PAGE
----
Some collaborative technologies include what is known as presence, and those that don’t are expected to have it soon. Presence is typically a way to see who is participating in a collaborative session, and it often provides a way to interact. It can be as simple as a list of attendees—click on people’s names and send them an instant message, or at least know they’re listening.
The Way We Work Now
Taken to its logical conclusion, collaborative technology could transform not only nearly any kind of business computing application but also ultimately the way people work.
Microsoft is adding collaborative technology to its operating systems and applications. IBM continues to drive its Lotus subsidiary into new realms of collaborative computing, expanding the Domino and Notes products to facilitate, among other things, broad shared access to data and applications. Instant messaging has exploded in popularity, and Web conferencing continues to gain ground.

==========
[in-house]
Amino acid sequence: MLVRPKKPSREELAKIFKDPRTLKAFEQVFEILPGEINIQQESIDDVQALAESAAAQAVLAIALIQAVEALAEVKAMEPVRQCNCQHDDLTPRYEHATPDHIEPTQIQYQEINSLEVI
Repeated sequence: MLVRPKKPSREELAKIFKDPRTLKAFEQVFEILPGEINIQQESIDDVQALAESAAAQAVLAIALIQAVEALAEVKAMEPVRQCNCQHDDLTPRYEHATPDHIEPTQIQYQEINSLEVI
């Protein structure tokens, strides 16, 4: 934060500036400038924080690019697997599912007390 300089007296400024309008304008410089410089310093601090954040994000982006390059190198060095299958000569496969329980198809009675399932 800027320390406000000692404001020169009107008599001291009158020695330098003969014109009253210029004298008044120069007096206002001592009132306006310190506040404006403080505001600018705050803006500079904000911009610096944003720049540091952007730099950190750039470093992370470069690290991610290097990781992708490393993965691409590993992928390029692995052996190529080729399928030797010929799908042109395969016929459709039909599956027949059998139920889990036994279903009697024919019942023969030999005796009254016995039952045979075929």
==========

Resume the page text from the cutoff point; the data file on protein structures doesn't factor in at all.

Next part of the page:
Even if an enterprise isn’t reinvented around collaborative computing, it may be happy to save money. IBM conducts as many as 10,000 Web conferences a month, according to McLellan, and calculates the savings from reduced travel at $60 million a year.
More Is Better
With sales of collaborative-computing products reaching $3.6 billion this year, it’s clearly a mainstream application. E-mail, the foundational collaborative application, is, by most accounts, the current “killer app.”